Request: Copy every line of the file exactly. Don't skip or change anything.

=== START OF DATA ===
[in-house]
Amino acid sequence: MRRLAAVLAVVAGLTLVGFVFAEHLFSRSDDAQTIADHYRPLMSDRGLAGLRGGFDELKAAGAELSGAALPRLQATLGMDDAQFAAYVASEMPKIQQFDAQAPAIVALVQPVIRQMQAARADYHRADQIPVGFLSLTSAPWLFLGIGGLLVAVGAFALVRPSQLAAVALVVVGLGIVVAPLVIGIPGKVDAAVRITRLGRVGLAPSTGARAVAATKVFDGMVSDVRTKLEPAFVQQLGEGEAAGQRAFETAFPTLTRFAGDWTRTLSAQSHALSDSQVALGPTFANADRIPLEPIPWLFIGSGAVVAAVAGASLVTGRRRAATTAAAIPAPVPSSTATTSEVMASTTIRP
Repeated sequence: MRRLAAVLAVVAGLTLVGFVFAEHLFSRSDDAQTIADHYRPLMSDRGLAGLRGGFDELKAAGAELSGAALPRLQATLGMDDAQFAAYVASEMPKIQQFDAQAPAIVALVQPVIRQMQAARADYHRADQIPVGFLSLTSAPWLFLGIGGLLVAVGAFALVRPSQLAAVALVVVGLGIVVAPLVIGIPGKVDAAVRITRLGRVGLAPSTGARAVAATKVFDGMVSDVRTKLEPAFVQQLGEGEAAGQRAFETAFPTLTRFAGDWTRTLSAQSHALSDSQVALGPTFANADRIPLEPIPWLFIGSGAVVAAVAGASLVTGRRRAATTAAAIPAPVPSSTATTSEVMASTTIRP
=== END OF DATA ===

[in-house]
Amino acid sequence: MRRLAAVLAVVAGLTLVGFVFAEHLFSRSDDAQTIADHYRPLMSDRGLAGLRGGFDELKAAGAELSGAALPRLQATLGMDDAQFAAYVASEMPKIQQFDAQAPAIVALVQPVIRQMQAARADYHRADQIPVGFLSLTSAPWLFLGIGGLLVAVGAFALVRPSQLAAVALVVVGLGIVVAPLVIGIPGKVDAAVRITRLGRVGLAPSTGARAVAATKVFDGMVSDVRTKLEPAFVQQLGEGEAAGQRAFETAFPTLTRFAGDWTRTLSAQSHALSDSQVALGPTFANADRIPLEPIPWLFIGSGAVVAAVAGASLVTGRRRAATTAAAIPAPVPSSTATTSEVMASTTIRP
Repeated sequence: MRRLAAVLAVVAGLTLVGFVFAEHLFSRSDDAQTIADHYRPLMSDRGLAGLRGGFDELKAAGAELSGAALPRLQATLGMDDAQFAAYVASEMPKIQQFDAQAPAIVALVQPVIRQMQAARADYHRADQIPVGFLSLTSAPWLFLGIGGLLVAVGAFALVRPSQLAAVALVVVGLGIVVAPLVIGIPGKVDAAVRITRLGRVGLAPSTGARAVAATKVFDGMVSDVRTKLEPAFVQQLGEGEAAGQRAFETAFPTLTRFAGDWTRTLSAQSHALSDSQVALGPTFANADRIPLEPIPWLFIGSGAVVAAVAGASLVTGRRRAATTAAAIPAPVPSSTATTSEVMASTTIRP